How to knock the brattiness out of my thoroughbred - Page 2 - The Horse Forum
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post #11 of 14 Old 06-09-2013, 08:07 PM
Foal
 
Join Date: Apr 2012
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I was just given an OTTB to train and was having some of the same problems!

The first few days I was on him, he had little episodes of mini-bucking or trying to get out of the ring and other things like that. However, I've found that when he acts unruly or what we would consider "bad" is just him either having a hard time understanding something or one of his "quirks" leftover from the track.

For example, he is very sensitive about people touching his ears, and almost reared while someone was trying to clean them. If I were to walk in on this situation, I would think that he was being "bad". But, it turns out that the track he was at used to twist the horses' ears in order to get them into the starting gate :(
So, I understand where you're coming from, but maybe trying to think of it like a horse would be helpful :) Good luck!
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post #12 of 14 Old 06-10-2013, 05:26 AM
Weanling
 
Join Date: Jan 2013
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miover LOVES getting rubbed where the forlock starts and just behined the ears, alot of the horses at the racing stables i volunteer at do aswel, only 3 that are head shy due to how they were broken in, one horse there was severly headshy, within 4 days he wasnt head shy anymore.

miover could care less about waving arms , only thing ive seen him be concerned over is a box on the road LOL
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post #13 of 14 Old 06-10-2013, 01:11 PM
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You didn't mention how long your boy has been off the track and how extensive his dressage training was. If is his time on the track was recent, why not see if you can find a trainer locally who specializes in transitioning OTTBs to new disciplines and schedule a few sessions with him/her to learn about how your horse was previously trained and what you can do to make his transition to being a riding horse rather than a racing one more smooth?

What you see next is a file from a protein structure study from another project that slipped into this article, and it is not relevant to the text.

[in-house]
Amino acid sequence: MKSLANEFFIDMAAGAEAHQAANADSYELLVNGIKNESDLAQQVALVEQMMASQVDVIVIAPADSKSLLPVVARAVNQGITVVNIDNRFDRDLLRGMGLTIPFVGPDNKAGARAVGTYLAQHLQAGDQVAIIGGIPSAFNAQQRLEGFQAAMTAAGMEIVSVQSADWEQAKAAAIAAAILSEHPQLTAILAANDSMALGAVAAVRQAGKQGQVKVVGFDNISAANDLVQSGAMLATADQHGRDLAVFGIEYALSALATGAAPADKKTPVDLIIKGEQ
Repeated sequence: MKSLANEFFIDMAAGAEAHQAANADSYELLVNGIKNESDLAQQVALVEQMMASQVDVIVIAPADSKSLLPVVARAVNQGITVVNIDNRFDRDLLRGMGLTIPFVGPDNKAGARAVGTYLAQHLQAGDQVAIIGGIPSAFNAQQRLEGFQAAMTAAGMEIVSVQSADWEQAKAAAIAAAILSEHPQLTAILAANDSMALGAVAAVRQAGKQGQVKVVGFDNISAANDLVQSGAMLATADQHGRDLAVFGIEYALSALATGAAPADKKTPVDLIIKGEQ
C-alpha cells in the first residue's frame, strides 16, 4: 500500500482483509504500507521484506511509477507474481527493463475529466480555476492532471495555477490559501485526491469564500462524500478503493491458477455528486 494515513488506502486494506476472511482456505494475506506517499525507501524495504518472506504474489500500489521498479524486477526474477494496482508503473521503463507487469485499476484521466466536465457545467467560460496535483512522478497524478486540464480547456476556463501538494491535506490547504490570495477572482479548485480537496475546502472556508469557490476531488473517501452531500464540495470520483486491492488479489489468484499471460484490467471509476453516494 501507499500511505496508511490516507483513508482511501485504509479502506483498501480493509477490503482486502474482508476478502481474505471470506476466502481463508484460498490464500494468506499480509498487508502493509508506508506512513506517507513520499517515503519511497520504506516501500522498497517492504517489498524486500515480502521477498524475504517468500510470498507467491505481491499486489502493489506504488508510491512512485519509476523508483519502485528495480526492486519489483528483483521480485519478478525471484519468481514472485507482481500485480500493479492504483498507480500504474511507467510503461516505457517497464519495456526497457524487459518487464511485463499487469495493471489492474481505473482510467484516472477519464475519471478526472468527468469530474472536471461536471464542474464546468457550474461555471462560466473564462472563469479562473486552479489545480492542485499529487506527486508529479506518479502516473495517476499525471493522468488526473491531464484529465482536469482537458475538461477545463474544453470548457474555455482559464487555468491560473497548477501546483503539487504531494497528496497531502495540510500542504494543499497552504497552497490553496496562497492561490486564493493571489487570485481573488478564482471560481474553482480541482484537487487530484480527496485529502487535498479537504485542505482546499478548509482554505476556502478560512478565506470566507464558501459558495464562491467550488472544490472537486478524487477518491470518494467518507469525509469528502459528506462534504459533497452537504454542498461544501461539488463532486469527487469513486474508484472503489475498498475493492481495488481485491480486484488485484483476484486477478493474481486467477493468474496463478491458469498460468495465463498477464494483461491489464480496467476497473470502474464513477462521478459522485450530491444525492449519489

Or if his training in dressage was quite extensive, why not schedule a few lessons with a dressage trainer? Most dressage trainers I know have been happy to work with students from other disciplines and it could be that some of the difficulty you are having is you and your horse not quite understanding each other. Maybe learning some of the "language" he was trained in would help you.
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post #14 of 14 Old 06-10-2013, 02:06 PM
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Join Date: Apr 2013
Location: Scottsdale, Arizona
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Ares is the same way; works very well 90% of the time, but has a bad day every couple of weeks. It's usually if I have to miss riding for more than a day or two, especially when he doesn't get turned out. Yesterday he had a bad day like that because they started feeding and he knew it, and was ****ed that he couldn't go eat dinner, so everything was geared towards attempting to steer back to his stall.... very similar to your horse wanting to go back to his buddies.

If it's simply excess energy, you can generally ride it out of him. Ares responds much better after loping a few laps around the arena to take the edge off.

If it's bratty behavior because he wants to do something else, that's different. What works best for Ares is to let him know he is NOT going to get to go back, that he's accomplishing nothing. I'll start working on forehand spins or doing short serpentine patterns with plenty of direction changes, stuff where he has to pay attention since the next cue is unpredictable. Ground work definitely helps.

Moving him from one arena to the other often helps too; he seems to realize that he didn't accomplish anything, and settles down some.
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